KHAT
Khat (pronounced Cat) is a plant based drug imported fresh in bundles, mainly from Kenya, Ethiopia and the Yemen. It is currently legal unless in resin form. Somalis are the main consumers of Khat. Khat is normally chewed, acting as a stimulant. Khat is used for socialising, predominantly among Somali men. There is concern that Khat is contributing towards mental health problems among the Somali refugees, especially when compounded with social and economic deprivation that some Somalis are facing in Britain.

ISLAM
Islam- " submission to the will of god" - is the name given to the religion preached by
the Prophet Muhammad about 1,400 years ago, Muhammad preached that there is only
one God (Allah) and that he, Muhammad, was God's messenger. Those who believe in
one God and accept Muhammad as His messenger are called Muslims. Within Islam (as within Christianity) there are different branches, the two main branches are Sunnis and Shi'ites.
Today there are about two million Muslims in Britain. The main communities are based in the inner-city areas. Within Britain Muslims mostly originate from, Pakistan, Bangladesh, India, East Africa, The Middle East, Sudan, Egypt, Somalia, North Africa and Kurdistan. They mainly speak Punjabi, Urdu, Bengali with some Pashto, Farsi, Arabic, Kurdish and Somali.

BIRTH
After birth the new born is washed and the Imam (local prayer leader) recites sacred words over the baby. All males are circumcised.

NAMING SYSTEM
The Muslim naming system varies considerably, all Muslims have a personal name. Muslims names are usually constructed of Arabic words e.g. Mohammed Akbar (religious names) Choudhury
(hereditary), the personal name may come first or second. Other examples of religious names that can also be personal names are Akbar, Amin, Aziz, Mohammed, Allah and Ullah. Examples of hereditary names are Bhatti, Khan and Shah. The traditional polite way to address a Muslim is by his personal and religious name. A Muslim should not be addressed by his religious name only,
especially if this name is one of the most sacred name such as Mohammed or Allah. Hereditary names are clan or regional names so when taking a Muslims name it is important to record the full name so as not to miss any parts. The female names are usually made up of a personal name and a religious name e.g. Amina Ayesha, Fatima and Fauzia . The second name is known as the title name examples are - Begum, Bibi, Khanum and Khatoon. Female Muslims do not traditionally have any name equivalent to the British surname but some do take the husbands name after marriage. In Britain Muslims use their hereditary name as the family name and this is adopted by the family e.g. If Mohammed Rahman Khan married Amina Bibi she may call herself Amilia Bibi Khan.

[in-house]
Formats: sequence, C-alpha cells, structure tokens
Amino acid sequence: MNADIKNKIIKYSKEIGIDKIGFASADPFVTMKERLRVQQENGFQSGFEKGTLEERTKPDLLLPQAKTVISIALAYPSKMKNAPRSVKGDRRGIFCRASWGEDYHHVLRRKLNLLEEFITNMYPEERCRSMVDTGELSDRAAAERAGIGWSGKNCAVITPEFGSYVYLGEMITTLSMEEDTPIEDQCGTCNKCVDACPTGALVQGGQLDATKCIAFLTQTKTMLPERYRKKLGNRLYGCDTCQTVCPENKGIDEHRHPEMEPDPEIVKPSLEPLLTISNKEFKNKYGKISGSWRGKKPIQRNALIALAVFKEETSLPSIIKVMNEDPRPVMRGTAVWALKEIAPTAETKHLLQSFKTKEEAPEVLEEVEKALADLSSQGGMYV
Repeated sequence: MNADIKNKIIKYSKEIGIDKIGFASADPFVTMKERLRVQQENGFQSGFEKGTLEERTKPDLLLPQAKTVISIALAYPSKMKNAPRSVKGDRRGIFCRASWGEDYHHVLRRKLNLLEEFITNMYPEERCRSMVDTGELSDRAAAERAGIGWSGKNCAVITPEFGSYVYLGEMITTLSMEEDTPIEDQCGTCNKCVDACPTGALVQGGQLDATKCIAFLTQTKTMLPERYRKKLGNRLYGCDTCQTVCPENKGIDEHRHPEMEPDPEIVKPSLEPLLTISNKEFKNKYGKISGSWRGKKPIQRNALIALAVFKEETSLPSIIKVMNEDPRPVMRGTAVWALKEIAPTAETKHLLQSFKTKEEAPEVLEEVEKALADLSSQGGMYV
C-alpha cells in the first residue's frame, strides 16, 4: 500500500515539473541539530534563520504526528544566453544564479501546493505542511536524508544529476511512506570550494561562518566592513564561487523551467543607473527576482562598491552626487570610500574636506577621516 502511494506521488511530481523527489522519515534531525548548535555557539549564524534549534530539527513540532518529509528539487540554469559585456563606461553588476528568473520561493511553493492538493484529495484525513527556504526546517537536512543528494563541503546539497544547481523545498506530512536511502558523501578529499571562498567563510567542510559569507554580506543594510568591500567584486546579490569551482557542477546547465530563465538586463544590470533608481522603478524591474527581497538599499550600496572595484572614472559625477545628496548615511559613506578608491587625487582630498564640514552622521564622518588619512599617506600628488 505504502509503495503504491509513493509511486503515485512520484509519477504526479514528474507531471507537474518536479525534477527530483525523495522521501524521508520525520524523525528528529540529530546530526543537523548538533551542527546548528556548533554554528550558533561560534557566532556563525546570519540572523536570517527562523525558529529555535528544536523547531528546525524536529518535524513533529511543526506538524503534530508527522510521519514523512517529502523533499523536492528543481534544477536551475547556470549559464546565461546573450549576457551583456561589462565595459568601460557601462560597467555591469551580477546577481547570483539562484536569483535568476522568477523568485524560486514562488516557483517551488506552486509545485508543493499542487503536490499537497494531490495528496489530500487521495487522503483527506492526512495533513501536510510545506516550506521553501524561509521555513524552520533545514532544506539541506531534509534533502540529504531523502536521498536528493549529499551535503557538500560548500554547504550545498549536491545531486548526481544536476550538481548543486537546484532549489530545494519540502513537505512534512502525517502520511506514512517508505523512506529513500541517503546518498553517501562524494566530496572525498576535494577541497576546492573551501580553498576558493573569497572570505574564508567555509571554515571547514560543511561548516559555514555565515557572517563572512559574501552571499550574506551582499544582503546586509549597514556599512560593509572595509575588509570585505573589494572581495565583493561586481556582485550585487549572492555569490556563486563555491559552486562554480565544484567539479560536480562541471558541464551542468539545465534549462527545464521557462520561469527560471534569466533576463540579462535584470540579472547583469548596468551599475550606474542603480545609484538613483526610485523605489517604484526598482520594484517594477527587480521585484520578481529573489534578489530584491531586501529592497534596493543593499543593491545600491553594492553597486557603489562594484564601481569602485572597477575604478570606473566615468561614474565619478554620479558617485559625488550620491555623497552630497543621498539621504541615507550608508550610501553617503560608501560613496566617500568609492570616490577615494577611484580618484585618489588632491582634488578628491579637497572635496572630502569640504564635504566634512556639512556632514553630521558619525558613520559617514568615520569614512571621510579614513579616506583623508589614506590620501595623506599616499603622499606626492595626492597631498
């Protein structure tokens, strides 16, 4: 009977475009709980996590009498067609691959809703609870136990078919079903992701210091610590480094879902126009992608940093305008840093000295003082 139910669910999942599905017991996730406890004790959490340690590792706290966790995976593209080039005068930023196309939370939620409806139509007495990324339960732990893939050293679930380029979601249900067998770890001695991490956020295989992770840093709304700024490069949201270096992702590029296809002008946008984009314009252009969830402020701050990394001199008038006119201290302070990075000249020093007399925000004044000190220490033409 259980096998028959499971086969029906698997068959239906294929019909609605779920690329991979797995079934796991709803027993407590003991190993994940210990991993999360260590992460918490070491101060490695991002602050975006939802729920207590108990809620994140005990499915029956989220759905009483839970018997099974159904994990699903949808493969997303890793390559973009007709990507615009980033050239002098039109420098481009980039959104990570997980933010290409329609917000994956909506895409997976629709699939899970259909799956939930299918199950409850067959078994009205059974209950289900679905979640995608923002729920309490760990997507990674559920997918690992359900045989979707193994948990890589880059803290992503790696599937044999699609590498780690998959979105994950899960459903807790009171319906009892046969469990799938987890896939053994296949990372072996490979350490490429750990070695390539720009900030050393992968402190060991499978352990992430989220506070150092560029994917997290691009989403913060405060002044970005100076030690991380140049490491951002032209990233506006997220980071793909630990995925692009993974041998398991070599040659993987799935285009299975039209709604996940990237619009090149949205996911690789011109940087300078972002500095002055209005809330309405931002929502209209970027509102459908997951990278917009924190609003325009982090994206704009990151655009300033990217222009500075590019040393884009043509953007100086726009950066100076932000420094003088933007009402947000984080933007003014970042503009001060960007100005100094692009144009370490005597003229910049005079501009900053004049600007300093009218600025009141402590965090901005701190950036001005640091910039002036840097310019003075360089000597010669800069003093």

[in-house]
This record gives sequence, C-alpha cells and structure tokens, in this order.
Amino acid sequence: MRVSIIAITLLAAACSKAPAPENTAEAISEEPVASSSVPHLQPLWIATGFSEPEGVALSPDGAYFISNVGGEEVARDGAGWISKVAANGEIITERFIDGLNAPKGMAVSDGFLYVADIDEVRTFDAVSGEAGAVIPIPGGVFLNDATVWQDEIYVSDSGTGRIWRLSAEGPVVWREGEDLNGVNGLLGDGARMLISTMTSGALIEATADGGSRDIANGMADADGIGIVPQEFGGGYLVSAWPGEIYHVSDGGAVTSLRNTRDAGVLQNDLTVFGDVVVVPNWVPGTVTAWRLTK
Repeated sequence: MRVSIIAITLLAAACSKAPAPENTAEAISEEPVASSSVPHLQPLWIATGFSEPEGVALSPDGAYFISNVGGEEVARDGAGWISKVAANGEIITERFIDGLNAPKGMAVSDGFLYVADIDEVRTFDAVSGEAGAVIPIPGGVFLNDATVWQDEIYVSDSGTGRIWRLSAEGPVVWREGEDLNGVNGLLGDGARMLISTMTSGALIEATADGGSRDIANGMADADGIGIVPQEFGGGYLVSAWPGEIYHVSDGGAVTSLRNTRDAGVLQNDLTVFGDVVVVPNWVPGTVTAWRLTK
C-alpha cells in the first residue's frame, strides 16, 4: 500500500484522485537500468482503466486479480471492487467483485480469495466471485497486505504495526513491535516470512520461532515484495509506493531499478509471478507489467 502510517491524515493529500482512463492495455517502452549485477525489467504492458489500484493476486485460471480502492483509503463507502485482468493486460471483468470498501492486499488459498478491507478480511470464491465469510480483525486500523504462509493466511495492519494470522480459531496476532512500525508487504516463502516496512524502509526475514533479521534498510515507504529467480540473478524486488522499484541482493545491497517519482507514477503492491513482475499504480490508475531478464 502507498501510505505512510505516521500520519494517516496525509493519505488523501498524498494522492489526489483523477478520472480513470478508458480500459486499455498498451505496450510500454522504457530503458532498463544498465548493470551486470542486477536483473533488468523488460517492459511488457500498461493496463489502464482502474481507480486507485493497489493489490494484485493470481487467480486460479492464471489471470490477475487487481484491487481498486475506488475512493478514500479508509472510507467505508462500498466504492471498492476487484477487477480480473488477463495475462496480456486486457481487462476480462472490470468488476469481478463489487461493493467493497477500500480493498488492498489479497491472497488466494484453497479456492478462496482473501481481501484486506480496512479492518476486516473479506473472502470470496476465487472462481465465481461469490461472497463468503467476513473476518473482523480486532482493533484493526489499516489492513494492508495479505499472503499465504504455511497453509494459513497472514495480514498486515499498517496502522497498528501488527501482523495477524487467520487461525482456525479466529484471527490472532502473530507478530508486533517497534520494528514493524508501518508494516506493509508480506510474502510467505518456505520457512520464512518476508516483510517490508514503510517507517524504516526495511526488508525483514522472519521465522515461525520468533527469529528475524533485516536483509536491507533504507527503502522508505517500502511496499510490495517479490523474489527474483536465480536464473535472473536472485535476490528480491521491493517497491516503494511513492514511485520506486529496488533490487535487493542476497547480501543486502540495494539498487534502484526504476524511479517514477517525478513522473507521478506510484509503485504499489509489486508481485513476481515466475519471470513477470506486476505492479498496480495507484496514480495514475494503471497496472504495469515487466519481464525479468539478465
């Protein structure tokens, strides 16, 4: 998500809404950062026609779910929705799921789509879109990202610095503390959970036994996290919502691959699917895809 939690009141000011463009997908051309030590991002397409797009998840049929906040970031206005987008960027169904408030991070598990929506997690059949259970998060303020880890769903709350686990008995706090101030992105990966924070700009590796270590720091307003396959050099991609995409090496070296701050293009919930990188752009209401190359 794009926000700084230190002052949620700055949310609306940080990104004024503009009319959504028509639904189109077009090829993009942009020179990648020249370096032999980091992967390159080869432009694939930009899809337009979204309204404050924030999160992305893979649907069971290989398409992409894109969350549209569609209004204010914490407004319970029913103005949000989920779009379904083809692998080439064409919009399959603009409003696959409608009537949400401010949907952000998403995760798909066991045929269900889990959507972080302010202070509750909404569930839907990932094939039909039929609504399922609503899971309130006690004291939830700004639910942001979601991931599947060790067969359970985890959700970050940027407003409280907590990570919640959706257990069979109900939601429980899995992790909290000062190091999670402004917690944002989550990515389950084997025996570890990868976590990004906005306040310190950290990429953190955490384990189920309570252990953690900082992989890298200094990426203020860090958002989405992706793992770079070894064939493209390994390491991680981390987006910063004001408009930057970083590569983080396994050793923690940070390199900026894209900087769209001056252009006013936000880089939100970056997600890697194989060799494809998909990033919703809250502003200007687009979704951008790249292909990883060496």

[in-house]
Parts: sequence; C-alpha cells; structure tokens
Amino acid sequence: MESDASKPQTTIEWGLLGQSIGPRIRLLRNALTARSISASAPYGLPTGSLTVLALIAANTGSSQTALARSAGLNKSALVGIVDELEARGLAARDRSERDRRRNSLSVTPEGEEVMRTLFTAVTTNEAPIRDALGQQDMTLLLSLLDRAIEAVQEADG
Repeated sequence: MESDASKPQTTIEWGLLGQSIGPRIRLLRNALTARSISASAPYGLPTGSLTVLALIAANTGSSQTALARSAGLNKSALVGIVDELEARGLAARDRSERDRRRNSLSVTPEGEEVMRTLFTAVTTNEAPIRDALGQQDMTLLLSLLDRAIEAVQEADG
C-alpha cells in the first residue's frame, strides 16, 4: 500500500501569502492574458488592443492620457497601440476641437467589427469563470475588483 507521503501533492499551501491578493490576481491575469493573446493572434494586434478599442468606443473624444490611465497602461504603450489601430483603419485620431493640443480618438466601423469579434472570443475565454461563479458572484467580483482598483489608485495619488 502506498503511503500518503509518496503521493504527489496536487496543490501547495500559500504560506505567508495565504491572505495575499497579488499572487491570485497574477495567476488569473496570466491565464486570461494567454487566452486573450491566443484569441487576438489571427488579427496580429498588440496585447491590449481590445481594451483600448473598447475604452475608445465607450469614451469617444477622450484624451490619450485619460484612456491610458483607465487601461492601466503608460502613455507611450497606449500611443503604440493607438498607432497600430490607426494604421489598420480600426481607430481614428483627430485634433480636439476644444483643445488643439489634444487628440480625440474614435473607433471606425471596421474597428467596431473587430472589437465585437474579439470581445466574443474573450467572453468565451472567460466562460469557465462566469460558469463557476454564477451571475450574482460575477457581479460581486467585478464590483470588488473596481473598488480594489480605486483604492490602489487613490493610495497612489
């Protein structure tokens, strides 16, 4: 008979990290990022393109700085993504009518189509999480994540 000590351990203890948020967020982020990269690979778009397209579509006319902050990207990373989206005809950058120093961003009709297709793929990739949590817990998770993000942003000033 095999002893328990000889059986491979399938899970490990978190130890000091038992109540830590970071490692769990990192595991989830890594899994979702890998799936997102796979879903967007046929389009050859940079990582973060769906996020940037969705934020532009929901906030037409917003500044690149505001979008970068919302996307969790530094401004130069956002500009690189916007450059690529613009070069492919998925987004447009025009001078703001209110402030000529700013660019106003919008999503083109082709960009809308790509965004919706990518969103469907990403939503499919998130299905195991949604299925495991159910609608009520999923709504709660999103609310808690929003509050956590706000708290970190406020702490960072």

Many Muslims in Britain have ceased to use their title name and/ or their religious name
and may only use their personal name and family name. It is advisable to check how they wished to be addressed.

MARRIAGE
Marriage is encouraged by Islam and in certain communities arranged marriages are common. The Muslim man may take up to four wives although in Britain only one is allowed. The Muslim wedding can take place anywhere although a registrar must be present.

DIVORCE
Divorce is met with disapproval although, on grounds of adultery, incompatibility, impotence or willful neglect to maintain ones family are accepted.

DEATH
A dying Muslim should be turned to face Makkah (Mecca). The body is washed and
covered with a white sheet and buried as soon as possible. Muslim graves are raised
between 4 and 12 inches to prevent people walking or sitting on them.

BELIEFS
Islam is not just a religion but a complete way of life. Muslims believe the Qur'an (holy book written in Arabic) is the word of God, spoken to Muhammad by the Angel Gabriel. The Qur'an has been the guiding light for the Muslims all over the world for the 1,400 years and been translated into many languages.
The five basic duties are: -
Shahadah - declaration of ones faith;
"There is no God but Allah and Muhammad
is his Prophet"
Salah - five compulsory daily prayers ( at dawn, at noon, in the afternoon, in the
evening and at nightfall). Prayers are said in the direction of the holy city Makkah (Mecca).
Zakah
to charity.
- 2.5 per cent of wealth is given Sawm - fasting during the month of Ramadan (the ninth lunar month). Muslims should abstain from eating, drinking, smoking and sexual intercourse from dawn